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Statistical Methods and Terminology

Statistical Calculations

Statistical analyses are performed on the log-transformed batch-normalized, imputed data using Metabolon’s internal pipeline, which uses R ( to perform statistical computations via a Jupyter Notebooks user interface. Below are examples of frequently employed significance tests and classification methods followed by a discussion of p- and q-value significance thresholds.

Welch’s two-sample t-test

A Welch’s two-sample t-test is used to test whether two unknown means are different from two independent populations.

This version of the two-sample t-test allows for unequal variances (variance is the square of the standard deviation) and has an approximate t-distribution with degrees of freedom estimated using Satterthwaite’s approximation. We typically use a two-sided test (tests whether the means are different) instead of a one-sided test (tests whether one mean is greater than the other).

Two-way ANOVA

When performing an analysis of variance (ANOVA) significance test, it is assumed that variance is the same across all populations.

In a two-way ANOVA, three statistical tests are typically performed: the main effect of each factor individually and that of the interaction. Suppose we have two factors, A and B, where A represents the genotype and B represents diet in a mouse study. Suppose each of these factors has two levels (A: wild type, knock out; B: standard diet, high-fat diet). In this example, there are four possible combinations (“treatments”): A1B1, A1B2, A2B1, and A2B2. The overall ANOVA F-test yields the p-value for testing whether all four of these means are equal or whether at least one pair is different.

However, we are also interested in the individual effects of genotype and diet. A main effect is a contrast that tests one factor across all levels of the other factor. Hence the A main effect compares (A1B1 + A1B2)/2 vs. (A2B1 + A2B2)/2, and the B-main effect compares (A1B1 + A2B2)/2 vs. (A1B2 + A2B2)/2. The interaction is a contrast that tests whether the mean difference for one factor depends on the level of the other factor, which is (A1B2 + A2B1)/2 vs. (A1B1 + A2B2)/2.

Some sample plots are shown below. The first plot illustrates a B main effect that does not depend on the level of A, so there is no A main effect and no interaction. In the second plot, the mean difference for B is the same at each level of A, and the mean difference for A is the same at each level of B, indicating the absence of a statistical interaction. The final plot illustrates main effects for A and B as well as an interaction: the effect of B depends on the level of A (0 for A1 but 2 for A2); in other words, the effect of diet depends on the genotype. Additionally, the interpretation of the main effects depends on whether there is an interaction.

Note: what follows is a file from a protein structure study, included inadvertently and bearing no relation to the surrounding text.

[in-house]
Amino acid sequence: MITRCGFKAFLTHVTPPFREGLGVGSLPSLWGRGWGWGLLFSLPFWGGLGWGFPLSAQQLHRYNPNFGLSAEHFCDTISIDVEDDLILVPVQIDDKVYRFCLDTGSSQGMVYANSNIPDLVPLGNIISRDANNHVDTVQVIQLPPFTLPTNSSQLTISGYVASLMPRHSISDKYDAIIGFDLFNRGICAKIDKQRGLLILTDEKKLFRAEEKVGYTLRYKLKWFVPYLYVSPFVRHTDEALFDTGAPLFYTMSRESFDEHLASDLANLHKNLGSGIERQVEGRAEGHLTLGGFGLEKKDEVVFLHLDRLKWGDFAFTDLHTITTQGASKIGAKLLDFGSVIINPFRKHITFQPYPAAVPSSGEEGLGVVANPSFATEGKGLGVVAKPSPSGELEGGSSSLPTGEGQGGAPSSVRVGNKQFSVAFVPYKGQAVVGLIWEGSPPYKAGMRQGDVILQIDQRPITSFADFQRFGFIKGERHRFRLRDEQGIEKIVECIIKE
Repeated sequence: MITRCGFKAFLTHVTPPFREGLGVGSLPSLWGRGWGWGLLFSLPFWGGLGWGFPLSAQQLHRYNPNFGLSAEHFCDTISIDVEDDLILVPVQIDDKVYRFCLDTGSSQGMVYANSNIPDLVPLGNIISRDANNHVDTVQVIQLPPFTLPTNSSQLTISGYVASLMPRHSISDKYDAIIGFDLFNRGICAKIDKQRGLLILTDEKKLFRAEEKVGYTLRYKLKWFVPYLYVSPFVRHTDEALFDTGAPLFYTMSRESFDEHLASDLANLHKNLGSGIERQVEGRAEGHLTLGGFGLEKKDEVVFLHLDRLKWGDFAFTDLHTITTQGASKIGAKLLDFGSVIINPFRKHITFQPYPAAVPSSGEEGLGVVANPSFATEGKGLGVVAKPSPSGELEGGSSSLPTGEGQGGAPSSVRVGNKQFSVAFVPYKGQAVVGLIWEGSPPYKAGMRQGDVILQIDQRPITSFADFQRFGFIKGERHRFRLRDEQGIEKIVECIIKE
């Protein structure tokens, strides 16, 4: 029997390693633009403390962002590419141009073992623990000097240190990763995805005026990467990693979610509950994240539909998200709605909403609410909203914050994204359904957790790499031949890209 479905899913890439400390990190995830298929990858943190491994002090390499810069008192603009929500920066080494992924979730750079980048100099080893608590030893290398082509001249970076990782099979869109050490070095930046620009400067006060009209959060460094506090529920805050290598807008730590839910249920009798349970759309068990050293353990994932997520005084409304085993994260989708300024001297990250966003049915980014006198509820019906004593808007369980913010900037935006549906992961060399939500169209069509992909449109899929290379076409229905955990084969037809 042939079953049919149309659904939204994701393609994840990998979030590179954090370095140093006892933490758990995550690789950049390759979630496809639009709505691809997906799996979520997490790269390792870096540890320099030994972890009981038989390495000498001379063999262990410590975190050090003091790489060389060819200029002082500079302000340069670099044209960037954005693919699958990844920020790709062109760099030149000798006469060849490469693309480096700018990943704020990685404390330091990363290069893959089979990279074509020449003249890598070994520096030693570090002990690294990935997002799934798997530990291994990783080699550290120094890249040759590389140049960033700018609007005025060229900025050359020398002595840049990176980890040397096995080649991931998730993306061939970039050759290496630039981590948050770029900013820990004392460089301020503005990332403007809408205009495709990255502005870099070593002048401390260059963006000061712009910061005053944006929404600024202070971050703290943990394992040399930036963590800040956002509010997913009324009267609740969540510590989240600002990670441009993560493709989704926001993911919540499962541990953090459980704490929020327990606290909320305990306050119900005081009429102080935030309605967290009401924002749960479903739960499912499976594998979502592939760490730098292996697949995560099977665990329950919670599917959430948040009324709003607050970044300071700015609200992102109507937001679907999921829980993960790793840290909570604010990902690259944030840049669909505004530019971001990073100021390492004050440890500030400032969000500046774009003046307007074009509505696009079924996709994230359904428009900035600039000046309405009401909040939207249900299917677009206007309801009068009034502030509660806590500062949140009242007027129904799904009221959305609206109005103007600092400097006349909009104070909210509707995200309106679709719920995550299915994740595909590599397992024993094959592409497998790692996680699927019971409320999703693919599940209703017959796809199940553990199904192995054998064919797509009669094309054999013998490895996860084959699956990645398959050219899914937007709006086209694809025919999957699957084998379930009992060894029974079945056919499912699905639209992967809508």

Figure1 MainEffect


For statistical significance testing, p-values are provided. The lower the p-value, the greater the evidence that the null hypothesis (typically that two population means are equal) is false. If “statistical significance” is declared for p-values less than 0.05, then 5% of the time, the incorrect conclusion that the means are different when actually they are the same is made.

The p-value is the probability that the test statistic is at least as extreme as observed in this experiment, given that the null hypothesis is true. Hence, the more extreme the statistic, the lower the p-value and the more evidence the data give against the null hypothesis.


A significance level of 0.05 is the false positive rate when there is one test. However, for a large number of tests, false positives need to be accounted for. There are different methods to correct for multiple tests. The oldest methods are family-wise error rate adjustments (Bonferroni, Tukey, etc.), but these tend to be extremely conservative for very large numbers of tests.

With gene arrays, using the False Discovery Rate (FDR) is more common. The family-wise error rate adjustments provide a high degree of confidence that there are zero false discoveries. However, with FDR methods, a small number of false discoveries can be accounted for. The FDR for a given set of compounds can be estimated using the q-value1.

To interpret the q-value, the data must first be sorted by the p-value, then the significance cutoff (typically p < 0.05) must be chosen. The q-value gives the false discovery rate for the selected list (i.e., an estimate of the proportion of false discoveries for the list of compounds whose p-value is below the significance cutoff). In Table 1 below, if the whole list is declared significant, then the false discovery rate is approximately 10%. If everything from Compound 079 and above is declared significant, then the false discovery rate is approximately 2.5%.

Figure2 QValues

Table 1. Example of q-value interpretation.

Instrument and Process Variability

Instrument variability is determined by calculating the median relative standard deviation (RSD) for the internal standards that are added to each sample prior to injection into the mass spectrometers. Overall process variability is determined by calculating the median RSD for all endogenous metabolites (i.e., non-instrument standards) present in 100% of the Client Matrix samples, which are technical replicates of pooled client samples. RSD values can be found within the Heatmap Excell file, downloaded from the “Data &Integration” tab of the portal.


  1. Storey J and Tibshirani R. Statistical significance for genomewide studies. Proc Natl Acad Sci USA 2003;100(16):9440-9445.

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